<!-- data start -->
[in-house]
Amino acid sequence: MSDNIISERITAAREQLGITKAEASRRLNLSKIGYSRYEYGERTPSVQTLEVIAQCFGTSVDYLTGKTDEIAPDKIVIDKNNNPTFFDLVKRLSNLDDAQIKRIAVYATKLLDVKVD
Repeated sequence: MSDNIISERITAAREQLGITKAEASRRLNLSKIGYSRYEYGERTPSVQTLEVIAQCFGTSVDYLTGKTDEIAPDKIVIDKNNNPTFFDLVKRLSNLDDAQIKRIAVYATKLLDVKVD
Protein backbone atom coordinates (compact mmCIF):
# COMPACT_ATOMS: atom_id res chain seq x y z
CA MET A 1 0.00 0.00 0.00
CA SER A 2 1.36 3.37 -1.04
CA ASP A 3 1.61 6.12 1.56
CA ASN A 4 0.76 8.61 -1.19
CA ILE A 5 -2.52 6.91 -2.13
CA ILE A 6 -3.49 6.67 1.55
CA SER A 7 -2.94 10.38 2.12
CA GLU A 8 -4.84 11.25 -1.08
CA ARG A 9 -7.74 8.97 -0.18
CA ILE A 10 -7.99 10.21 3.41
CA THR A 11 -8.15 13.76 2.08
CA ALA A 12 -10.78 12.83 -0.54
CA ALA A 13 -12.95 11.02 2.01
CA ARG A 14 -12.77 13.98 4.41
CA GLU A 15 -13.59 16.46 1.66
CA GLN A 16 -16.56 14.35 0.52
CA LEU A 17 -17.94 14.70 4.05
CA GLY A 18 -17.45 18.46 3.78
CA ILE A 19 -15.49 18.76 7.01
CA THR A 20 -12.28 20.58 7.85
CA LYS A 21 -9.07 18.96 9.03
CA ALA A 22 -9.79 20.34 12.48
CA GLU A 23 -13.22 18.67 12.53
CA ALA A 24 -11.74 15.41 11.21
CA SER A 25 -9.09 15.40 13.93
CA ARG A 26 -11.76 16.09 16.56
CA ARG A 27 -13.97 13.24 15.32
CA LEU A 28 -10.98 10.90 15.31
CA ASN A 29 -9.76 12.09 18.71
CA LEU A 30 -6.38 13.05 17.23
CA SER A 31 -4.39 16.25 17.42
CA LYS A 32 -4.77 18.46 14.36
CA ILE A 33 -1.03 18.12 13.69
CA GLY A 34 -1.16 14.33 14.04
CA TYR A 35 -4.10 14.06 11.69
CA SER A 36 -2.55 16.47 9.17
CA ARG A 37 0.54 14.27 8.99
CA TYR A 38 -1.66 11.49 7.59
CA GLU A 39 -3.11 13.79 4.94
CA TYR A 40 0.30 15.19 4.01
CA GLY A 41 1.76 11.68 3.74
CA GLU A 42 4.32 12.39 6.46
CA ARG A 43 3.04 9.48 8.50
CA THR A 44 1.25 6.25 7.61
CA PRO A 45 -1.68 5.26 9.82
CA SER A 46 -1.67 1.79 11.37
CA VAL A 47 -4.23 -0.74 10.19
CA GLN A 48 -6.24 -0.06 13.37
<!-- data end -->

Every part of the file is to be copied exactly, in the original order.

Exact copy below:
[in-house]
Amino acid sequence: MSDNIISERITAAREQLGITKAEASRRLNLSKIGYSRYEYGERTPSVQTLEVIAQCFGTSVDYLTGKTDEIAPDKIVIDKNNNPTFFDLVKRLSNLDDAQIKRIAVYATKLLDVKVD
Repeated sequence: MSDNIISERITAAREQLGITKAEASRRLNLSKIGYSRYEYGERTPSVQTLEVIAQCFGTSVDYLTGKTDEIAPDKIVIDKNNNPTFFDLVKRLSNLDDAQIKRIAVYATKLLDVKVD
Protein backbone atom coordinates (compact mmCIF):
# COMPACT_ATOMS: atom_id res chain seq x y z
CA MET A 1 0.00 0.00 0.00
CA SER A 2 1.36 3.37 -1.04
CA ASP A 3 1.61 6.12 1.56
CA ASN A 4 0.76 8.61 -1.19
CA ILE A 5 -2.52 6.91 -2.13
CA ILE A 6 -3.49 6.67 1.55
CA SER A 7 -2.94 10.38 2.12
CA GLU A 8 -4.84 11.25 -1.08
CA ARG A 9 -7.74 8.97 -0.18
CA ILE A 10 -7.99 10.21 3.41
CA THR A 11 -8.15 13.76 2.08
CA ALA A 12 -10.78 12.83 -0.54
CA ALA A 13 -12.95 11.02 2.01
CA ARG A 14 -12.77 13.98 4.41
CA GLU A 15 -13.59 16.46 1.66
CA GLN A 16 -16.56 14.35 0.52
CA LEU A 17 -17.94 14.70 4.05
CA GLY A 18 -17.45 18.46 3.78
CA ILE A 19 -15.49 18.76 7.01
CA THR A 20 -12.28 20.58 7.85
CA LYS A 21 -9.07 18.96 9.03
CA ALA A 22 -9.79 20.34 12.48
CA GLU A 23 -13.22 18.67 12.53
CA ALA A 24 -11.74 15.41 11.21
CA SER A 25 -9.09 15.40 13.93
CA ARG A 26 -11.76 16.09 16.56
CA ARG A 27 -13.97 13.24 15.32
CA LEU A 28 -10.98 10.90 15.31
CA ASN A 29 -9.76 12.09 18.71
CA LEU A 30 -6.38 13.05 17.23
CA SER A 31 -4.39 16.25 17.42
CA LYS A 32 -4.77 18.46 14.36
CA ILE A 33 -1.03 18.12 13.69
CA GLY A 34 -1.16 14.33 14.04
CA TYR A 35 -4.10 14.06 11.69
CA SER A 36 -2.55 16.47 9.17
CA ARG A 37 0.54 14.27 8.99
CA TYR A 38 -1.66 11.49 7.59
CA GLU A 39 -3.11 13.79 4.94
CA TYR A 40 0.30 15.19 4.01
CA GLY A 41 1.76 11.68 3.74
CA GLU A 42 4.32 12.39 6.46
CA ARG A 43 3.04 9.48 8.50
CA THR A 44 1.25 6.25 7.61
CA PRO A 45 -1.68 5.26 9.82
CA SER A 46 -1.67 1.79 11.37
CA VAL A 47 -4.23 -0.74 10.19
CA GLN A 48 -6.24 -0.06 13.37